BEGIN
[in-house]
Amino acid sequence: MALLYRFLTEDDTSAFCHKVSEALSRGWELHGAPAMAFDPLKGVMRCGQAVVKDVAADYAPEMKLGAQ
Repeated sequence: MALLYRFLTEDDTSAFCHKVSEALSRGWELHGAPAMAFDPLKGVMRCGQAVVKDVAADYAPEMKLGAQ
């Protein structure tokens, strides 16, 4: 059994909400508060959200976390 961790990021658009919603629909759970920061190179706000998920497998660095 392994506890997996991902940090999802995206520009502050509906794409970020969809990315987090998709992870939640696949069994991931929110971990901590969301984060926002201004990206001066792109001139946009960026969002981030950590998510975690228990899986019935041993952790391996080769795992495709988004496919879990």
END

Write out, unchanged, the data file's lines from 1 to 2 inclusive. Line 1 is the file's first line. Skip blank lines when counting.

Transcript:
[in-house]
Amino acid sequence: MALLYRFLTEDDTSAFCHKVSEALSRGWELHGAPAMAFDPLKGVMRCGQAVVKDVAADYAPEMKLGAQ